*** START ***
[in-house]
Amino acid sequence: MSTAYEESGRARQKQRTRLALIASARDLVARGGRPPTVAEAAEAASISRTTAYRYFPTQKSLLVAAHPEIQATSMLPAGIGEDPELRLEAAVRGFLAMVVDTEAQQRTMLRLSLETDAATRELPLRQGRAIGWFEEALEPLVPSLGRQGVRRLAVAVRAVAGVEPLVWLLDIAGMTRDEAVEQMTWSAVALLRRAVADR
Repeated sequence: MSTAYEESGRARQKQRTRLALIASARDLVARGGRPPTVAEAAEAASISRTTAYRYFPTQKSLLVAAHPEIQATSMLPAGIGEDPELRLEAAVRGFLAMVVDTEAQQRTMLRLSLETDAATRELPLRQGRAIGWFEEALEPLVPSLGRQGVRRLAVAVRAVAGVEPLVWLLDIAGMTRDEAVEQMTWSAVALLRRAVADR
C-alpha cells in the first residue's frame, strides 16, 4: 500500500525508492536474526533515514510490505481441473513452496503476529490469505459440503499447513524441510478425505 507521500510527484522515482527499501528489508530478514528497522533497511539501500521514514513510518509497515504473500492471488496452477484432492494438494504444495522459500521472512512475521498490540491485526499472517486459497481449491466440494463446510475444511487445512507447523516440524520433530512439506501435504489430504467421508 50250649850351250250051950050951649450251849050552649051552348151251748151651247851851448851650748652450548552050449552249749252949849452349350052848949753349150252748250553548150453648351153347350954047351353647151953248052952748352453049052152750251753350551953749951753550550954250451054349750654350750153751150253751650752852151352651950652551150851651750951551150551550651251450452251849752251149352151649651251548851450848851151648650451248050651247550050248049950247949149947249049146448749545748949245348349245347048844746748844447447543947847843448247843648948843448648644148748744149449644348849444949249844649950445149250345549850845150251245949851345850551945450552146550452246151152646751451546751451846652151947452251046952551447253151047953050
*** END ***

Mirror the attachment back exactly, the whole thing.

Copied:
[in-house]
Amino acid sequence: MSTAYEESGRARQKQRTRLALIASARDLVARGGRPPTVAEAAEAASISRTTAYRYFPTQKSLLVAAHPEIQATSMLPAGIGEDPELRLEAAVRGFLAMVVDTEAQQRTMLRLSLETDAATRELPLRQGRAIGWFEEALEPLVPSLGRQGVRRLAVAVRAVAGVEPLVWLLDIAGMTRDEAVEQMTWSAVALLRRAVADR
Repeated sequence: MSTAYEESGRARQKQRTRLALIASARDLVARGGRPPTVAEAAEAASISRTTAYRYFPTQKSLLVAAHPEIQATSMLPAGIGEDPELRLEAAVRGFLAMVVDTEAQQRTMLRLSLETDAATRELPLRQGRAIGWFEEALEPLVPSLGRQGVRRLAVAVRAVAGVEPLVWLLDIAGMTRDEAVEQMTWSAVALLRRAVADR
C-alpha cells in the first residue's frame, strides 16, 4: 500500500525508492536474526533515514510490505481441473513452496503476529490469505459440503499447513524441510478425505 507521500510527484522515482527499501528489508530478514528497522533497511539501500521514514513510518509497515504473500492471488496452477484432492494438494504444495522459500521472512512475521498490540491485526499472517486459497481449491466440494463446510475444511487445512507447523516440524520433530512439506501435504489430504467421508 50250649850351250250051950050951649450251849050552649051552348151251748151651247851851448851650748652450548552050449552249749252949849452349350052848949753349150252748250553548150453648351153347350954047351353647151953248052952748352453049052152750251753350551953749951753550550954250451054349750654350750153751150253751650752852151352651950652551150851651750951551150551550651251450452251849752251149352151649651251548851450848851151648650451248050651247550050248049950247949149947249049146448749545748949245348349245347048844746748844447447543947847843448247843648948843448648644148748744149449644348849444949249844649950445149250345549850845150251245949851345850551945450552146550452246151152646751451546751451846652151947452251046952551447253151047953050